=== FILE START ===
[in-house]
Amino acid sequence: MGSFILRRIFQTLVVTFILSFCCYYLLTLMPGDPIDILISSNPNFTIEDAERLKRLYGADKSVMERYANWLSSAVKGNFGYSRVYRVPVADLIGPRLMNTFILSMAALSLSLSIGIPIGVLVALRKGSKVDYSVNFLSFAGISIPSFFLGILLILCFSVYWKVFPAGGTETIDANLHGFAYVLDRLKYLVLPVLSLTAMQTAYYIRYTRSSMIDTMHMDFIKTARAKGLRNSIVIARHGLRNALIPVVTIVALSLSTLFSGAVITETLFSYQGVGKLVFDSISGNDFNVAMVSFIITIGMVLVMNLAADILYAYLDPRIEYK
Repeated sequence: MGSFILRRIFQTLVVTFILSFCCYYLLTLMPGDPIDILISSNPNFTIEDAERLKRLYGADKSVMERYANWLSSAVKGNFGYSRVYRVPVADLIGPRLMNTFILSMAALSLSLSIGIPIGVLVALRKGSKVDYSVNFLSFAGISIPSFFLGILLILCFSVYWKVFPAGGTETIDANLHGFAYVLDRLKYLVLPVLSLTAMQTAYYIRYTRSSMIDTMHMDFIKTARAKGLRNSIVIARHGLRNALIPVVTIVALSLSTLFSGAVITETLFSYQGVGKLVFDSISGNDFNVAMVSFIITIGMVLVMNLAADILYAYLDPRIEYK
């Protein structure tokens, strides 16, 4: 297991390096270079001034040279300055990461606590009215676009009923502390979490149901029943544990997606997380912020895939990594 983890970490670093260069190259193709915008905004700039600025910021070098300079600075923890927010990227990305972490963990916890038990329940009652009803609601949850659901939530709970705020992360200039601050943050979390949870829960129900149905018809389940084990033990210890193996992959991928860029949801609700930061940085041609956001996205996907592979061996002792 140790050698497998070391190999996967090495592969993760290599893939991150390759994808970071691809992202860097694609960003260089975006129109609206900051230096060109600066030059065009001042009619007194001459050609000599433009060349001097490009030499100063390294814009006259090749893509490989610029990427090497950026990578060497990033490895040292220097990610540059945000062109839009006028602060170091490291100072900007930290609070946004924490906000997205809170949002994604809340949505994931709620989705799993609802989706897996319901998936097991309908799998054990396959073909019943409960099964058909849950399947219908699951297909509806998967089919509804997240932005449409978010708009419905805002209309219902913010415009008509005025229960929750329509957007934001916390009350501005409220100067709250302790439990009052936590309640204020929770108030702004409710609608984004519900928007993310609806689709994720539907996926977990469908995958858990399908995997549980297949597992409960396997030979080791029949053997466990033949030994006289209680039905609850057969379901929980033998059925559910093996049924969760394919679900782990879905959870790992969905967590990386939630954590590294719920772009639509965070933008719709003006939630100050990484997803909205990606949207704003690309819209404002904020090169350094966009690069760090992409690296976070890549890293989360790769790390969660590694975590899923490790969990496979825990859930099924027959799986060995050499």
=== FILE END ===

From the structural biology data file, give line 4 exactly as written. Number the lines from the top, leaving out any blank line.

């Protein structure tokens, strides 16, 4: 297991390096270079001034040279300055990461606590009215676009009923502390979490149901029943544990997606997380912020895939990594 983890970490670093260069190259193709915008905004700039600025910021070098300079600075923890927010990227990305972490963990916890038990329940009652009803609601949850659901939530709970705020992360200039601050943050979390949870829960129900149905018809389940084990033990210890193996992959991928860029949801609700930061940085041609956001996205996907592979061996002792 140790050698497998070391190999996967090495592969993760290599893939991150390759994808970071691809992202860097694609960003260089975006129109609206900051230096060109600066030059065009001042009619007194001459050609000599433009060349001097490009030499100063390294814009006259090749893509490989610029990427090497950026990578060497990033490895040292220097990610540059945000062109839009006028602060170091490291100072900007930290609070946004924490906000997205809170949002994604809340949505994931709620989705799993609802989706897996319901998936097991309908799998054990396959073909019943409960099964058909849950399947219908699951297909509806998967089919509804997240932005449409978010708009419905805002209309219902913010415009008509005025229960929750329509957007934001916390009350501005409220100067709250302790439990009052936590309640204020929770108030702004409710609608984004519900928007993310609806689709994720539907996926977990469908995958858990399908995997549980297949597992409960396997030979080791029949053997466990033949030994006289209680039905609850057969379901929980033998059925559910093996049924969760394919679900782990879905959870790992969905967590990386939630954590590294719920772009639509965070933008719709003006939630100050990484997803909205990606949207704003690309819209404002904020090169350094966009690069760090992409690296976070890549890293989360790769790390969660590694975590899923490790969990496979825990859930099924027959799986060995050499």